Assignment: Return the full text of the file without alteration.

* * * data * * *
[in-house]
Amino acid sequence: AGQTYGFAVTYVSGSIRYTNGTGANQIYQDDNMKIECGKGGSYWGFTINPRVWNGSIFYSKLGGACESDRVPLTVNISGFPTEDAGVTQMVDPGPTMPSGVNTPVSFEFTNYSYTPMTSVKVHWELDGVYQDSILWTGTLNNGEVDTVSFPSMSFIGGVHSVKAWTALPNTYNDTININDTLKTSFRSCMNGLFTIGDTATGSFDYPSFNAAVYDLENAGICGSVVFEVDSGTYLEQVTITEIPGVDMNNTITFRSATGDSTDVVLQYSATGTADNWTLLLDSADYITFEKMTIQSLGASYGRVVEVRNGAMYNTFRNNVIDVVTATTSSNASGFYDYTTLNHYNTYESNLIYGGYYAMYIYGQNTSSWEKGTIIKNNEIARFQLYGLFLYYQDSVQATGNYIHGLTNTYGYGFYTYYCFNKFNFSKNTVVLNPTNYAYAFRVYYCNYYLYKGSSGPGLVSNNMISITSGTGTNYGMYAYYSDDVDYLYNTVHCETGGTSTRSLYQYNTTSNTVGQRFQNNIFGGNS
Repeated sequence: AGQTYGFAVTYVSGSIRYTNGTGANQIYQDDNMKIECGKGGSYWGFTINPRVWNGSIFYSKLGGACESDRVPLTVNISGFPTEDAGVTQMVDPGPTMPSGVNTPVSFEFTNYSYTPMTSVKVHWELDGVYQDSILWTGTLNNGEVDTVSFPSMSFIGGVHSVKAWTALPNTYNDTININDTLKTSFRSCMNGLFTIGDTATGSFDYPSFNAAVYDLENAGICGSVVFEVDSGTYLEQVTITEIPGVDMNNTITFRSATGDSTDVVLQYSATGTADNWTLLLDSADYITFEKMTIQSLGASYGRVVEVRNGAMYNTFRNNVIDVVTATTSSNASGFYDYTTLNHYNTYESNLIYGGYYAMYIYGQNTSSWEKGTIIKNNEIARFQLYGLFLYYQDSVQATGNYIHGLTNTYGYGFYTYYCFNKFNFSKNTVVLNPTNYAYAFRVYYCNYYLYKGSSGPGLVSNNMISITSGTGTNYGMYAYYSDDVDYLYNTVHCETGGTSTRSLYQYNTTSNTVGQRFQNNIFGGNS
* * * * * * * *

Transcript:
[in-house]
Amino acid sequence: AGQTYGFAVTYVSGSIRYTNGTGANQIYQDDNMKIECGKGGSYWGFTINPRVWNGSIFYSKLGGACESDRVPLTVNISGFPTEDAGVTQMVDPGPTMPSGVNTPVSFEFTNYSYTPMTSVKVHWELDGVYQDSILWTGTLNNGEVDTVSFPSMSFIGGVHSVKAWTALPNTYNDTININDTLKTSFRSCMNGLFTIGDTATGSFDYPSFNAAVYDLENAGICGSVVFEVDSGTYLEQVTITEIPGVDMNNTITFRSATGDSTDVVLQYSATGTADNWTLLLDSADYITFEKMTIQSLGASYGRVVEVRNGAMYNTFRNNVIDVVTATTSSNASGFYDYTTLNHYNTYESNLIYGGYYAMYIYGQNTSSWEKGTIIKNNEIARFQLYGLFLYYQDSVQATGNYIHGLTNTYGYGFYTYYCFNKFNFSKNTVVLNPTNYAYAFRVYYCNYYLYKGSSGPGLVSNNMISITSGTGTNYGMYAYYSDDVDYLYNTVHCETGGTSTRSLYQYNTTSNTVGQRFQNNIFGGNS
Repeated sequence: AGQTYGFAVTYVSGSIRYTNGTGANQIYQDDNMKIECGKGGSYWGFTINPRVWNGSIFYSKLGGACESDRVPLTVNISGFPTEDAGVTQMVDPGPTMPSGVNTPVSFEFTNYSYTPMTSVKVHWELDGVYQDSILWTGTLNNGEVDTVSFPSMSFIGGVHSVKAWTALPNTYNDTININDTLKTSFRSCMNGLFTIGDTATGSFDYPSFNAAVYDLENAGICGSVVFEVDSGTYLEQVTITEIPGVDMNNTITFRSATGDSTDVVLQYSATGTADNWTLLLDSADYITFEKMTIQSLGASYGRVVEVRNGAMYNTFRNNVIDVVTATTSSNASGFYDYTTLNHYNTYESNLIYGGYYAMYIYGQNTSSWEKGTIIKNNEIARFQLYGLFLYYQDSVQATGNYIHGLTNTYGYGFYTYYCFNKFNFSKNTVVLNPTNYAYAFRVYYCNYYLYKGSSGPGLVSNNMISITSGTGTNYGMYAYYSDDVDYLYNTVHCETGGTSTRSLYQYNTTSNTVGQRFQNNIFGGNS